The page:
Also worth mentioning, Halfmile’s PCT maps (Section H in particular for the JMT), are great for printing out and using for pre-trip planing. I personally wouldn’t carry these on the trail simply because there are so many different pages, but they are detailed, and I know that there are folks that do opt to carry them. As a bonus, they are free!
I am also planning to eventually download the Guthook’s JMT guide on my iPhone (although, but the time this hike takes place I will have the newest iPhone 8(?) at that time, so I am not planning on getting this app until later). I have never used his apps before but I do know folks that have (in particular, for the AT), and they have great things to say about them. I think this app would complement either Erik the Black’s guide, or the Nat Geo TI map rather well, and with no weight penalty!
One other popular map that many seem to use for the JMT is the Tom Harrison map set. I have heard lots of great things about this map set, however, with all the maps and guides I already have (especially in conjunction with the wealth of information available right at my finger tips, here on the net) I don’t feel like I need to purchase this set too. I have a feeling it will offer the same information as what I already have.
Other than these books and maps, there are also a number of other online trip reports, trail journals and videos to watch on YouTube and Vimeo, as well as other sites to keep myself caught up in the JMT dream. One other notable film that I enjoy watching on occasion is Mile… Mile & a Half from The Muir Project. (And by the way, through the end of December 2016, this movie (and other items on the site) is 25% off when using the code “MMAAH”… so, if you don’t have it yet, or haven’t seen it yet, pick it up! It’s available as a download, DVD or BluRay… I personally like the BluRay! I liked it so much I even purchased a second DVD to use as a give away when it came out.) In case you haven’t seen it, here is a trailer from that movie:
As I said, it was only just a couple of days ago that we officially started discussing the possibility of doing this hike. Of course I really, really, really want to do this hike, and being that we are thinking about doing it in the summer of 2018, I believe that I should be able to make it happen, assuming nothing out of the ordinary comes up between now and then. So yes, I am giddy with excitement… And yes, there is a lot of stuff for us to still figure out, and that’s ok with me. I think I have some good resources to get started with!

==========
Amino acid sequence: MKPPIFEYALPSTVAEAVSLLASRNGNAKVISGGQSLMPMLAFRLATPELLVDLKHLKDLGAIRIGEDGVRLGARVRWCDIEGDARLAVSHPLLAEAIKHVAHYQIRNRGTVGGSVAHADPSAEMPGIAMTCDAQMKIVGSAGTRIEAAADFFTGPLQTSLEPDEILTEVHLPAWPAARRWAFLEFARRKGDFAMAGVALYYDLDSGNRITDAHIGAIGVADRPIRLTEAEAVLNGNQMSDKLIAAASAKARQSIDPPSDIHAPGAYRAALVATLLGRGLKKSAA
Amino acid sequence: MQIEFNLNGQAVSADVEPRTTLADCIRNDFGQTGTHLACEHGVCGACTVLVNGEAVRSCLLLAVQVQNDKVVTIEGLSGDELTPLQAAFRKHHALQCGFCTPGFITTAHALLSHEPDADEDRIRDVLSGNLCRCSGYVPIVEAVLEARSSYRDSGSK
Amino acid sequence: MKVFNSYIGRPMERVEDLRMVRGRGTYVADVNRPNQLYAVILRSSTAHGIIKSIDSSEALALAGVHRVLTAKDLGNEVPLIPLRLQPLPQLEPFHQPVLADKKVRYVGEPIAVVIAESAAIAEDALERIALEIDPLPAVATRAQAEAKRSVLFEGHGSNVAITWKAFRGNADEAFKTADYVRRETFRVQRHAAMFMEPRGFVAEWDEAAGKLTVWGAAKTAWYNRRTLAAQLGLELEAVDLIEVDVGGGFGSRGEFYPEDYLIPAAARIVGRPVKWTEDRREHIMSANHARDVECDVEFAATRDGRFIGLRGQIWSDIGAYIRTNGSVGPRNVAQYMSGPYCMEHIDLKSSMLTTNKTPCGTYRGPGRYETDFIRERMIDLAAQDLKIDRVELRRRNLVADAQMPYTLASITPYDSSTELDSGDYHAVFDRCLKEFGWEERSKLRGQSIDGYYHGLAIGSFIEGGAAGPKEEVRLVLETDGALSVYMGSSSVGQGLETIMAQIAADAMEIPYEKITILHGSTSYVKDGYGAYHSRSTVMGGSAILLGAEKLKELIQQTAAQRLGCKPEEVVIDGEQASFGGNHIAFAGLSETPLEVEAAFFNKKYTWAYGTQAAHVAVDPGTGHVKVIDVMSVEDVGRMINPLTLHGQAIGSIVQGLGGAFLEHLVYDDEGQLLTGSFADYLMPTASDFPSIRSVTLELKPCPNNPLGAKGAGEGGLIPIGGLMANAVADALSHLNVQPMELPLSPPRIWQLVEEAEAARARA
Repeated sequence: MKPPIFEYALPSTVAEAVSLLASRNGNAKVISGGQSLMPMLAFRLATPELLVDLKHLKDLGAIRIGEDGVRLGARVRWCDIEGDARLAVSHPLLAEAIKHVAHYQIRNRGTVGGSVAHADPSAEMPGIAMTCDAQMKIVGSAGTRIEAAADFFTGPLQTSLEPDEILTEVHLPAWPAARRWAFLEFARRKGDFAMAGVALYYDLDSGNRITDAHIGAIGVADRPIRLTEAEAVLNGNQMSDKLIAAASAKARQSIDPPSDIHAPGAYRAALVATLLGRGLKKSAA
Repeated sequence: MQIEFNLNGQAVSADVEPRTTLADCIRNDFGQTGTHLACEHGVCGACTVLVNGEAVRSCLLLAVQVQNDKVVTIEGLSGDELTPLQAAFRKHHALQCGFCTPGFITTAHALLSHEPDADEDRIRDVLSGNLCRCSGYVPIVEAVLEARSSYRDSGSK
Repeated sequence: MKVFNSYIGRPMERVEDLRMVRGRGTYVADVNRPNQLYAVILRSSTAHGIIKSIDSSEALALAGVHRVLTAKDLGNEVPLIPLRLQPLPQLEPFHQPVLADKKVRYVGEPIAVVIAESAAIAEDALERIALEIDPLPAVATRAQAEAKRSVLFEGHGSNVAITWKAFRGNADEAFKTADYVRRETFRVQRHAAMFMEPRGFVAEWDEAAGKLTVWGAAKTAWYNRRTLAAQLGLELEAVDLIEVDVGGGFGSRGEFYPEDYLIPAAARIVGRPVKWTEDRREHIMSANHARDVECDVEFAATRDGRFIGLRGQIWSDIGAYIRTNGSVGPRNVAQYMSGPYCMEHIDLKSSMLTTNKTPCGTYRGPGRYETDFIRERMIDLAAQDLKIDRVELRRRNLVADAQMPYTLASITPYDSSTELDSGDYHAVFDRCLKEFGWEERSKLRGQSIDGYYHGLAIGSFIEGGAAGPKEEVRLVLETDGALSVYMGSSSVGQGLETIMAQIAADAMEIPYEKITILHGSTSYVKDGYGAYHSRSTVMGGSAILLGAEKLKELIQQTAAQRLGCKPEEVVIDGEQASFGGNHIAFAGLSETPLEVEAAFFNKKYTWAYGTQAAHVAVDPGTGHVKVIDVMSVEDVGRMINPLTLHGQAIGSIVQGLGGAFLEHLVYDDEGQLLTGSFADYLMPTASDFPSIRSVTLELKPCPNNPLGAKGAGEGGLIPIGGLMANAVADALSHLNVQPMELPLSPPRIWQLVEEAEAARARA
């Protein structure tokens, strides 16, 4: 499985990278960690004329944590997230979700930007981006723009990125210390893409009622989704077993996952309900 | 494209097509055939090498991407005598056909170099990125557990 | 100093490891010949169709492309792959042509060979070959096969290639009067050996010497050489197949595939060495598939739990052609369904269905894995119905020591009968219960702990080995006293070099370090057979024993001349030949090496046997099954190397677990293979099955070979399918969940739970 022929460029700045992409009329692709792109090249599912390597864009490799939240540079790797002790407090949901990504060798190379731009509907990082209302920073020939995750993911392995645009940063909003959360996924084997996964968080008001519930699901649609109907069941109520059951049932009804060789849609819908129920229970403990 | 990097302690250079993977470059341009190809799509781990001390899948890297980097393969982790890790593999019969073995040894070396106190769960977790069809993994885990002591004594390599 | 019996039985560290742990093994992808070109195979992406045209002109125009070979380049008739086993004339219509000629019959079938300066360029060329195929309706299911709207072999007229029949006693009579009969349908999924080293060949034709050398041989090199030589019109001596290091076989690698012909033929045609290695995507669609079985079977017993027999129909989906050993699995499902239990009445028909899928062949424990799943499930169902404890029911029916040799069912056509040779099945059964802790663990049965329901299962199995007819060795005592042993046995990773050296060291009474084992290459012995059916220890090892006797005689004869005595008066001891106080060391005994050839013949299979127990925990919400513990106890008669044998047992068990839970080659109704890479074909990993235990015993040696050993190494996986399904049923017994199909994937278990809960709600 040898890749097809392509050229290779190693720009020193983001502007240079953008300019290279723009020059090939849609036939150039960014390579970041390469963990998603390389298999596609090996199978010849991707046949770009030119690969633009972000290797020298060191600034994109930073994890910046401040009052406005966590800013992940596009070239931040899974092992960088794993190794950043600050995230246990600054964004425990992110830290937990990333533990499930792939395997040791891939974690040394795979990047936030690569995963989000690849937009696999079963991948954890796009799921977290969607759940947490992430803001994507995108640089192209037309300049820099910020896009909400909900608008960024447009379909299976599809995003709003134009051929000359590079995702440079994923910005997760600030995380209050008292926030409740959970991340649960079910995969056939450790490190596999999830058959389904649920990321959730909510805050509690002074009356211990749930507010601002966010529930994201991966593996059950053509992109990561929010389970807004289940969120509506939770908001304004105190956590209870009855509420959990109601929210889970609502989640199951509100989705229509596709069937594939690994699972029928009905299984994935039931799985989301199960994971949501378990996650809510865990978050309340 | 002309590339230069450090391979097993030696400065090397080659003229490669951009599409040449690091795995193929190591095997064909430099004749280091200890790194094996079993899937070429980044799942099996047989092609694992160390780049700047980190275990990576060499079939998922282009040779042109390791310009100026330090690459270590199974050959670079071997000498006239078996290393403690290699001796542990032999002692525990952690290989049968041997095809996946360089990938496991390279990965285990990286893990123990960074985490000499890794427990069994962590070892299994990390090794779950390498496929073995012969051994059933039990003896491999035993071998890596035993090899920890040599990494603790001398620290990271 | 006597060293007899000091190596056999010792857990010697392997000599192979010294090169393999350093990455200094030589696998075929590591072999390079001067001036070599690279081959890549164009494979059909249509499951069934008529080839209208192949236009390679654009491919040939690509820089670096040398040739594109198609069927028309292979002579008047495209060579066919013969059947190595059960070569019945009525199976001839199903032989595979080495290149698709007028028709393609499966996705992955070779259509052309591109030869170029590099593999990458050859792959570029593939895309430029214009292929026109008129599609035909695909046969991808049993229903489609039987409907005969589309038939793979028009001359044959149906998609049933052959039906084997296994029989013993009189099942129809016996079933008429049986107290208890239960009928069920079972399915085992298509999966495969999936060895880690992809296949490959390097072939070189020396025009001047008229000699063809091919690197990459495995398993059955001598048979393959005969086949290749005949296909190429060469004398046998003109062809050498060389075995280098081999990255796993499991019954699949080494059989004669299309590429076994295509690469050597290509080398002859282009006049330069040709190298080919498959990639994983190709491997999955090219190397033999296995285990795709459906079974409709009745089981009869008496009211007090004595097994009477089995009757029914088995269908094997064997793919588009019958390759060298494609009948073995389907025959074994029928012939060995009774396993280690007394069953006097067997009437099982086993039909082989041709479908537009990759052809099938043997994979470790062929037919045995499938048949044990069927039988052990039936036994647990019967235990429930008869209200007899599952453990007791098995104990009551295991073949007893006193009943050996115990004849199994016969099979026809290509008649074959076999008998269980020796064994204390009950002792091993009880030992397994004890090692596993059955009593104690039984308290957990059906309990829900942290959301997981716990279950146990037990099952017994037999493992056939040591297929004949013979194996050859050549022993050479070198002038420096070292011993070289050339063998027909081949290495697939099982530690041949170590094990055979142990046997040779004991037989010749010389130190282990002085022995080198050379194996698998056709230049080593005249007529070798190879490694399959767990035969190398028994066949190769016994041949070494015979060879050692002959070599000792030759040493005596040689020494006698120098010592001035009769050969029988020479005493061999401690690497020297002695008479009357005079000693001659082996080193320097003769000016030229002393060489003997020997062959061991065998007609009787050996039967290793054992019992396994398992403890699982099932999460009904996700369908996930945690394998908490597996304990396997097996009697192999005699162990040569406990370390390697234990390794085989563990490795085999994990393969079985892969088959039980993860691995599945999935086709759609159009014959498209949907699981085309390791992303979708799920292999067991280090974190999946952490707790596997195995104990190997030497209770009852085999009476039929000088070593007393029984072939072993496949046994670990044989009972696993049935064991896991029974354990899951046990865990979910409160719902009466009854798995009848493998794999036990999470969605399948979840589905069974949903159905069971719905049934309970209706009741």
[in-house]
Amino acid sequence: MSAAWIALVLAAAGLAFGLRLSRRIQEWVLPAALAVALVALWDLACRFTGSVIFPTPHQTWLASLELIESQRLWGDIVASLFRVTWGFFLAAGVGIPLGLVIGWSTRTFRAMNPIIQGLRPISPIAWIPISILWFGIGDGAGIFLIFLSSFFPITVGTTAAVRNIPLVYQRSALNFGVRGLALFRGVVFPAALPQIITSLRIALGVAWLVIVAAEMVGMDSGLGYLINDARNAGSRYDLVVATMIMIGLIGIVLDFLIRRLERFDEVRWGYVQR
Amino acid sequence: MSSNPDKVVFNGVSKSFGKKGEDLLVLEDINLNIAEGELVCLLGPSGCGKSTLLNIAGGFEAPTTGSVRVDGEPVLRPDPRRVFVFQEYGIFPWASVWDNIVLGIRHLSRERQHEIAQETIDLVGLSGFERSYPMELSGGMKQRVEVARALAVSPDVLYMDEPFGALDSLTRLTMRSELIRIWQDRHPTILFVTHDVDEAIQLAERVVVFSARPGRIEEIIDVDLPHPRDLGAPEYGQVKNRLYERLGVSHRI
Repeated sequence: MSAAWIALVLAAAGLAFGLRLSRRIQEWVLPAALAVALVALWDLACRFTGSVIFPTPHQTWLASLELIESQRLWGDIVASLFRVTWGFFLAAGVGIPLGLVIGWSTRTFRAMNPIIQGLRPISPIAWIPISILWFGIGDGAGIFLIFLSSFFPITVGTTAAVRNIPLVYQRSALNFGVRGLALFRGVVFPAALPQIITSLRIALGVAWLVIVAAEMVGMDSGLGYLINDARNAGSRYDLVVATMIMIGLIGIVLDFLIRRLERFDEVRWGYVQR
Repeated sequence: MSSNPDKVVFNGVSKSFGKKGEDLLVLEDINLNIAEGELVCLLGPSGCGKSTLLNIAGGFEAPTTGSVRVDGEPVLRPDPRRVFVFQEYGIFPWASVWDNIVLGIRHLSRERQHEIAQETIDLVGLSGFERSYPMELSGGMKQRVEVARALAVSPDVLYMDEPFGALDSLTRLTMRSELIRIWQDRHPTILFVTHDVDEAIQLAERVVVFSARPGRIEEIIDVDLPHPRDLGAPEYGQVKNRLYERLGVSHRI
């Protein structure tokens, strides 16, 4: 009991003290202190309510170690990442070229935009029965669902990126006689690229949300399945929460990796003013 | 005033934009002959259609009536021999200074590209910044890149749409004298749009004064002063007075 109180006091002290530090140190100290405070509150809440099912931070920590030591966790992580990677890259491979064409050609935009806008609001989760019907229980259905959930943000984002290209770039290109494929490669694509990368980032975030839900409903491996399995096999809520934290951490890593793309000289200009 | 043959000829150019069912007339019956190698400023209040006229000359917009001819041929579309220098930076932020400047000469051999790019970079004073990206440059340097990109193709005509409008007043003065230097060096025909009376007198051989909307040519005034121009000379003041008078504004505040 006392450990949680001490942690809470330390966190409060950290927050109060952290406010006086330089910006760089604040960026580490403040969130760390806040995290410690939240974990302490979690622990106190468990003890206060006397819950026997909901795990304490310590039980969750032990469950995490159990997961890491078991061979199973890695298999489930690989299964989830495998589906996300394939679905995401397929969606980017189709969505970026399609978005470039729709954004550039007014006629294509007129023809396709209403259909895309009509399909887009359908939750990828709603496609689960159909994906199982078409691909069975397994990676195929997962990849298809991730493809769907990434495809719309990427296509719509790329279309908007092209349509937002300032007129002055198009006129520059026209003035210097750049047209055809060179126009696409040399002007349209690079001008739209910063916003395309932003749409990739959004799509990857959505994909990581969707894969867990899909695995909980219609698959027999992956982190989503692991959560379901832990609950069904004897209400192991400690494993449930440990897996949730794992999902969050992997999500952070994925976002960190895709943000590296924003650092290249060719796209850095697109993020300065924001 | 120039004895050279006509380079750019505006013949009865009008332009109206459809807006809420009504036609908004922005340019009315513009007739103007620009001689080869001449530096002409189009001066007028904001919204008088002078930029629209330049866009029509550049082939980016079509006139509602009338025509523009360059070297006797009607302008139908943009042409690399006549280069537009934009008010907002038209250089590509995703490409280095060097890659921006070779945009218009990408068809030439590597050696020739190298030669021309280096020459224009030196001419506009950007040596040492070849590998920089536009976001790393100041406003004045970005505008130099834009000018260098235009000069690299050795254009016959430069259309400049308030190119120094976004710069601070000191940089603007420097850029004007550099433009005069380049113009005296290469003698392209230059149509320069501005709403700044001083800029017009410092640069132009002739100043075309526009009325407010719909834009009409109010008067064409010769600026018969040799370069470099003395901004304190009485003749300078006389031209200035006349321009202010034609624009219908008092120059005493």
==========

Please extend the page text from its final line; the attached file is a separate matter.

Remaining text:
And of course I have already been working on a gear list for the hike… trying to decide what else I may “need” to buy (such as trading in my BV500 for a Bearikade Weekender?!) The west coast is a totally different beast from the east coast, and some of the rules are a bit different… but this is fine with me! I enjoy researching these kinds of things… 🙂
I can say that at this point, we would like to complete the trail in 14-ish day’s. Besides an itinerary and all the other things I have already mentioned, I am also thinking about all the different options for actually getting there and back. We have discussed a few scenario’s, but for now, my goal is to study up on all things JMT as much as possible until it’s time to cross our fingers and submit our permits! Once we get our specific dates, then I can begin making hard plans for getting there and back…
So, for those that have hiked the trail (or just know the area), please feel free to provide any tips, tricks, or advice that you feel is worthy of passing on. As well, feel free to leave links to trip reports, videos, gear lists, or just plain good old resources… Until I am actually on the trail, I enjoy diving into as much content as I can! Planning the hike can be just as exciting, and with a full year and a half to go, I should have plenty of time to get as familiar as possible with what to expect…
So, until later, I hope everyone has a very Merry Christmas, and an exciting new year!
Disclaimer: I purchased all content mentioned in this post with my own money. As well, this post does not contain any affiliate links, so basically, I am not being paid in any way for sharing any of this information. It’s just my opinion…
Also, a special thanks to Chris Smead for allowing me to share his film here in my post!